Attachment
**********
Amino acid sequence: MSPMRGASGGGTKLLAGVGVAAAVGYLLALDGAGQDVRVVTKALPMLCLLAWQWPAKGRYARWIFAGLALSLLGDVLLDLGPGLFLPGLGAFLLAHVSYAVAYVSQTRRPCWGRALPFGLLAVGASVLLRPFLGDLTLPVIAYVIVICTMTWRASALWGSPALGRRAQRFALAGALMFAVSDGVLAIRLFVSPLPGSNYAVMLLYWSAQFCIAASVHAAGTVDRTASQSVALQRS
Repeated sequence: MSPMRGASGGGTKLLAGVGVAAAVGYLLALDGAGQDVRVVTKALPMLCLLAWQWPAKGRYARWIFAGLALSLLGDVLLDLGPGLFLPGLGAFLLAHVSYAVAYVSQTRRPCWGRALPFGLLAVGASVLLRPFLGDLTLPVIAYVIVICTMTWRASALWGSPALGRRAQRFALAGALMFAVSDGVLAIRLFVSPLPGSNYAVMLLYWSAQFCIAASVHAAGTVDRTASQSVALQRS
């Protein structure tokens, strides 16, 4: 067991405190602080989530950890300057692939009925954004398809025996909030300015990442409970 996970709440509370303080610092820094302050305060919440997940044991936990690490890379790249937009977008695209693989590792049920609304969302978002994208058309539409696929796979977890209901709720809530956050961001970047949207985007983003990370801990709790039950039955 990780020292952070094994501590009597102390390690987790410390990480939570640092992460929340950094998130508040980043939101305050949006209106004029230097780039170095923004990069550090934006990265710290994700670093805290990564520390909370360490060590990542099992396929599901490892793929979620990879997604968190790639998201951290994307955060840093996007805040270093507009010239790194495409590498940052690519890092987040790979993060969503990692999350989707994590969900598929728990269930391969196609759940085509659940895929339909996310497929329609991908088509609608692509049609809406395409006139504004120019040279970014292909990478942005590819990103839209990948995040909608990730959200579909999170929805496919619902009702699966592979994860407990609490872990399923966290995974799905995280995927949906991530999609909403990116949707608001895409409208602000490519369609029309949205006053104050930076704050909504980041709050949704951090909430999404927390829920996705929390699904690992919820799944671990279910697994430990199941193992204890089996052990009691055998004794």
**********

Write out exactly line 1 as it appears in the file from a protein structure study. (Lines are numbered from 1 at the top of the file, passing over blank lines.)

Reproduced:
Amino acid sequence: MSPMRGASGGGTKLLAGVGVAAAVGYLLALDGAGQDVRVVTKALPMLCLLAWQWPAKGRYARWIFAGLALSLLGDVLLDLGPGLFLPGLGAFLLAHVSYAVAYVSQTRRPCWGRALPFGLLAVGASVLLRPFLGDLTLPVIAYVIVICTMTWRASALWGSPALGRRAQRFALAGALMFAVSDGVLAIRLFVSPLPGSNYAVMLLYWSAQFCIAASVHAAGTVDRTASQSVALQRS